To: All Msg #112, Feb2193 02:10PM Subject: Re: What are the rational criteria? In article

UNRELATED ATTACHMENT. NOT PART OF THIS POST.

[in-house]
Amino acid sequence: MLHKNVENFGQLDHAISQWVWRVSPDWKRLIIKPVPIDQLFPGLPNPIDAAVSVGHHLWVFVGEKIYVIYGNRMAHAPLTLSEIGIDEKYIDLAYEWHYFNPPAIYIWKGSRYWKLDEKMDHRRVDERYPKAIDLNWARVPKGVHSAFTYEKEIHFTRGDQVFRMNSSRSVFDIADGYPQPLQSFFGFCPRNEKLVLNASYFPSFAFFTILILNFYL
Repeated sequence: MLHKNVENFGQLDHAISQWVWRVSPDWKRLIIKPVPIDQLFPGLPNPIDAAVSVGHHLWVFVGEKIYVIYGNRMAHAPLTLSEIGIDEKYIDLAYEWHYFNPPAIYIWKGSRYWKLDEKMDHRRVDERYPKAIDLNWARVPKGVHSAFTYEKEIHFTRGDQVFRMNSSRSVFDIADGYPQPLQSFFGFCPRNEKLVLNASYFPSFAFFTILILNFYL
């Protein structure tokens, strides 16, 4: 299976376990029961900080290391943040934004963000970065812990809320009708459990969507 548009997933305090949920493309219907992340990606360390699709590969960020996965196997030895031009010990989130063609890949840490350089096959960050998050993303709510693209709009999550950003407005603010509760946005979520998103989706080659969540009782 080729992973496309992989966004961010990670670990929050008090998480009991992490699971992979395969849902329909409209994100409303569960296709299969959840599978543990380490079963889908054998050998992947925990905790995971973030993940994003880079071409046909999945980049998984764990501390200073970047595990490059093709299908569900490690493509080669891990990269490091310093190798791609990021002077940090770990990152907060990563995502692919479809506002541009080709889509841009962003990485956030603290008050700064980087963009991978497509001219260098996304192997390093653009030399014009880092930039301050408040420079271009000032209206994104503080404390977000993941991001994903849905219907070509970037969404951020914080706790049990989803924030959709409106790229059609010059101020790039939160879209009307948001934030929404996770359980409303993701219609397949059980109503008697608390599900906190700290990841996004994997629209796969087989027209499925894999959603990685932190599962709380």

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From: Steve Carlip To: All Msg #112, Feb-21-93 02:10PM Subject: Re: What are the rational criteria? Organization: Physics, UC Davis From: carlip@landau.ucdavis.edu (Steve Carlip) Message-ID: <22854@ucdavis.ucdavis.edu> Newsgroups: talk.origins In article <1ljajt$5ho@horus.ap.mchp.sni.de> frank@D012S658.uucp (Frank O'Dwyer) writes: [...] >(b)Aren't evolutionists potentially engaged in some kind of "flat earth" >fallacy? By that I mean "my garden is flat, so the earth is flat". Isn't >any scientific theory purporting to explain the events of the distant past, >or future, prey to the same error in 4-space? I'll leave it for others to address this issue in biology, and just comment briefly on physics. The question is a legitimate one --- the assumption that physical laws don't change over time ought to be tested, and a good deal of effort has gone into devising such tests. In the physics literature, the question is usually formulated as one of whether the "constants" of nature change over time. A wide variety of very clever tests have been devised. Let me list a few: (1) By observing stars, we can "look back in time" --- the light from a star a million light years away was produced by physical processes taking place a million years ago. Observations of spectral lines in distant stars give very sensitive measurements of atomic physics over extremely long periods of time. (2) Recent observations of the 1987 supernova SN1987A have provided very good tests of time-dependence of weak interactions (radioactive decay). Much of the light now emitted from the remnants of the supernova comes from known radioactive decay processes, and by measuring the change in luminosity with time we can determine half-lives. (3) Observations of binary pulsars --- pairs of orbiting stars, one of which is a pulsar --- give very accurate measurements of gravitational physics at large distances, and therefore long times. (4) While observation of a single form of radioactive decay on earth doesn't tell us much about constancy of physical laws, *consistency* of independent decay modes does. This is particularly true because different kinds of decay depend on different physical processes (strong, weak, and electromagnetic interactions); it would take some fairly incredible "fine tuning" to have these interactions all change at exactly the right rates to give consistent dating. (5) Correlations between ancient growth patterns (e.g., growth patterns in ancient coral) and predicted orbital periods (lengths of days, months, years) give good tests of the constancy of physical laws over a large part of the history of the earth. (6) Recent measurements --- for instance, radar ranging of the Viking Mars lander --- test constancy of physical laws over only a short period, but to an extremely high accuracy; if physical constants changed in the past, these experiments tell us that that change must have stopped, or at least slowed incredibly, in recent times. (7) At the other extreme, predictions of the behavior of the universe very soon after the big bang --- roughly 15 billion years ago --- are also based on the assumption that laws of physics were the same then as now. While these predictions are much less precise, they give good agreement with observations (e.g., abundance of light elements, existence and spectrum of the microwave background radiation). This list is biased towards gravitational physics, since that's my field; I'm sure geologists and biologists could add many tests. The overall result is that physical constants do not change at a rate of more than a few parts in 10^11 per year, with slightly stronger restrictions on some constants than on others. The key point is that while any individual observation is bound to have loopholes, the consistency of so many different tests, each using different assumptions and involving different combinations of physical interactions, is extraordinarily hard to dispute. It would take an incredible "conspiracy" of physical changes --- different laws changing by different amounts in different places and times, single laws changing differently for different physical processes, all perfectly tuned to give the appearance of constancy --- to give any explanation of all of the observations apart from the obvious one, that physics really is time-independent. Steve Carlip carlip@dirac.ucdavis.edu

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